This question of how much of the output should be credited to the training data versus to the model’s processing of the training data should be at the heart of the debate over whether Stable Diffusion’s use of the various images as training data is truly transformative and thus eligible for copyright’s fair use defense (or perhaps even to the question of whether the output is eligible for copyright protection at all). I think it’s going to be easy for the defense to present alternative analogies and narratives to those presented by the plaintiffs here. The output represents the model’s understanding of what is useful, aesthetic, pleasing, etc. and that, together with data filtering and cleaning that general image generating AI companies do,2 is what the companies consider most valuable, not the training data.3 Except in corner cases where the output is very tightly constrained (like “show me dogs in the style of Picasso”) it may well be argued that the the “use” of any one image from the training data is de minimis and/or not substantial enough to call the output a derivative work of any one image. Of course, none of this even begins to touch on the user’s contribution to the output via the specificity of the text prompt.4 There is some sense in which it’s true that there is no Stable Diffusion without the training data, but there is equally some sense in which there is no Stable Diffusion without users pouring their own creative energy into its prompts.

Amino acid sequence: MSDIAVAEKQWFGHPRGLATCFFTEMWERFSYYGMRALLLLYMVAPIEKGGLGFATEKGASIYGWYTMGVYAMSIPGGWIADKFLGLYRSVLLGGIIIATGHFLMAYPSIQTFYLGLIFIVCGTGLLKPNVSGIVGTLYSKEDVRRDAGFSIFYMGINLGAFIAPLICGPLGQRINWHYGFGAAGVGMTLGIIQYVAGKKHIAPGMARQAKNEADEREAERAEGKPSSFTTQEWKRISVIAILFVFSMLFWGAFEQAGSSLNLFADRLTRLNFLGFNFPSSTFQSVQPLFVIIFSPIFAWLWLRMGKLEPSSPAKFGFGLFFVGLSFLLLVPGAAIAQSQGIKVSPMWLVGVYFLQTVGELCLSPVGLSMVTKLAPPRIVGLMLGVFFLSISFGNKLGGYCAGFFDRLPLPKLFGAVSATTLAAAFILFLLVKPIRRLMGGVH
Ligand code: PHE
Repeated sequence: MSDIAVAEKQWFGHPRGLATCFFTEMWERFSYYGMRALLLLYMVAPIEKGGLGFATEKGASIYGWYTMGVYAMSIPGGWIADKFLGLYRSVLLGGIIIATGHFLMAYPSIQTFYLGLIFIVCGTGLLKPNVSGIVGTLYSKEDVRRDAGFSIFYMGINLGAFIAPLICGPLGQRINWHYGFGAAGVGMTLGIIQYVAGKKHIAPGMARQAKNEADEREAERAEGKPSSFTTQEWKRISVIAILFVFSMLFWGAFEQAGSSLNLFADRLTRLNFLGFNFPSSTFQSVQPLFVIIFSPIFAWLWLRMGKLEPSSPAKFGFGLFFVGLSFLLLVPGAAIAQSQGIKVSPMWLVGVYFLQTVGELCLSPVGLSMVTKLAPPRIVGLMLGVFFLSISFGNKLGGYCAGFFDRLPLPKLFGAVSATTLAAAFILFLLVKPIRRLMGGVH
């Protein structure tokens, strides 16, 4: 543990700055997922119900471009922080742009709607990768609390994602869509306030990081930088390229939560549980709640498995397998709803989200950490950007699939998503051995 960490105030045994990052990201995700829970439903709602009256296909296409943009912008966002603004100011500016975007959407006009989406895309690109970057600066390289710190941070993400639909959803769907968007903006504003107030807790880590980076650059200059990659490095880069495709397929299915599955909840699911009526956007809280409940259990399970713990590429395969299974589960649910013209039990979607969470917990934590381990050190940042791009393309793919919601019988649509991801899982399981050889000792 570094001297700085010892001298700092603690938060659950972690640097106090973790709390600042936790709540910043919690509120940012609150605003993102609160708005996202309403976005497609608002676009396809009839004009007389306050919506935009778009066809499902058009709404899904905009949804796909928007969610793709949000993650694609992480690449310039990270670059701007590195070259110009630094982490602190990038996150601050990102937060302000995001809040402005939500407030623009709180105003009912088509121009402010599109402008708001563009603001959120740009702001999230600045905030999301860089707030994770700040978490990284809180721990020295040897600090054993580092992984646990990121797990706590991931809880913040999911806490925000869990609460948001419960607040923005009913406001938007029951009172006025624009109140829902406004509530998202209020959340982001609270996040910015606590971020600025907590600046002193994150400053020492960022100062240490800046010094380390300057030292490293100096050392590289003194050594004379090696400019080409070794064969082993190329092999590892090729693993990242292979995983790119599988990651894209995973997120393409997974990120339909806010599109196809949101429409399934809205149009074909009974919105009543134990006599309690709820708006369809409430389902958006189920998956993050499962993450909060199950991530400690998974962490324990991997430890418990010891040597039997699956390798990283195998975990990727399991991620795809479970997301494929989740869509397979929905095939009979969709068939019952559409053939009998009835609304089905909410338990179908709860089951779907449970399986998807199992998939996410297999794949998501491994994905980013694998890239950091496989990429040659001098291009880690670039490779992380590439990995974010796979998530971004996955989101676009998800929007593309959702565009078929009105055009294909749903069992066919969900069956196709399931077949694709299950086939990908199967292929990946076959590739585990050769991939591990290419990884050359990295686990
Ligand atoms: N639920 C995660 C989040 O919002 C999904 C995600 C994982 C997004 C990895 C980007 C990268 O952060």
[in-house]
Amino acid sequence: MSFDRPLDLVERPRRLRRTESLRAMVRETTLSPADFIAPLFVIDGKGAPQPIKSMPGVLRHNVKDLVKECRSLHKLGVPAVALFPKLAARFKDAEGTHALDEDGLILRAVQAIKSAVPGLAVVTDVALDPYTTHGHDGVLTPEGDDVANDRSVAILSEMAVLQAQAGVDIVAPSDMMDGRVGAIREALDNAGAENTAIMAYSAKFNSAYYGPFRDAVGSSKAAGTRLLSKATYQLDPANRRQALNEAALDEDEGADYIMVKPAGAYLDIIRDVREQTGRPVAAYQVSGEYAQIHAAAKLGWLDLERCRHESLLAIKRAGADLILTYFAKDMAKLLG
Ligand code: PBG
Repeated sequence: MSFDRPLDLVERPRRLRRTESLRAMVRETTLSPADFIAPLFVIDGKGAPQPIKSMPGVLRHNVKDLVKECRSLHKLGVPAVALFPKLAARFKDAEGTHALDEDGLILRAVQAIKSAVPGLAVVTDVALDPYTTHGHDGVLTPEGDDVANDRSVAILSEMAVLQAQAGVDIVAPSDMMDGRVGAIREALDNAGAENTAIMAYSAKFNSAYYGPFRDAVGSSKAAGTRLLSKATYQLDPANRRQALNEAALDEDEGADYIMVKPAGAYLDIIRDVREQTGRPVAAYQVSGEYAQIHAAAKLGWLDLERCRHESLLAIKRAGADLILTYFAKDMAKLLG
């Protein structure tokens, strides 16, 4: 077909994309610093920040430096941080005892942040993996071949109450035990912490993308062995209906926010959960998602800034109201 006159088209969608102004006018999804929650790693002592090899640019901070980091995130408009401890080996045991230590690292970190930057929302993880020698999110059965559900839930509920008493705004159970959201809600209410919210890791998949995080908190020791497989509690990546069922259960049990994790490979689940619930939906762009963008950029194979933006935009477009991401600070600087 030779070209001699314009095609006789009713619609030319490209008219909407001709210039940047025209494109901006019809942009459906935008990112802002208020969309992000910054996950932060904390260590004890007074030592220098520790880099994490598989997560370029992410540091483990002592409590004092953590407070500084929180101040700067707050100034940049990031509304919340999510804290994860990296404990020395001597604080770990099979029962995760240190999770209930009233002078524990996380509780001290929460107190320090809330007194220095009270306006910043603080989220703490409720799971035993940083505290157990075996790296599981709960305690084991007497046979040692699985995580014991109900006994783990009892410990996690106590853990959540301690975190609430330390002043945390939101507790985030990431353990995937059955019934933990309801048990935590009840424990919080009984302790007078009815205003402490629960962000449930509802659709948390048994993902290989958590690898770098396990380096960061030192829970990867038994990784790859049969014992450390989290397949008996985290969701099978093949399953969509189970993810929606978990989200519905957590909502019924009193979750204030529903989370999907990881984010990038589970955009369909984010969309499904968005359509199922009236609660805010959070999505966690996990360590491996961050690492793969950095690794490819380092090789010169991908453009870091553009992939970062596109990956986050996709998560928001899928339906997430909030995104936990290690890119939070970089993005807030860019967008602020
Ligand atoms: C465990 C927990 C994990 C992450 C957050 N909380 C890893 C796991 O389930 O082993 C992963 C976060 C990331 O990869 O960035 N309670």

Stability AI has already announced that it is removing users’ ability to request images in a particular artist’s style and further, that future releases of Stable Diffusion will comply with any artist’s requests to remove their images from the training dataset. With that removal, the most outrage-inducing and troublesome output examples disappear from this case, leaving a much more complex and muddled set of facts for the jury to wade through. The publicity claims and vicarious copyright infringement claims, at least as stated in this complaint, also fall away.5 It’s not clear if the lawsuit that remains is one the plaintiffs still want to litigate, particularly since the class is likely to be narrowed as well.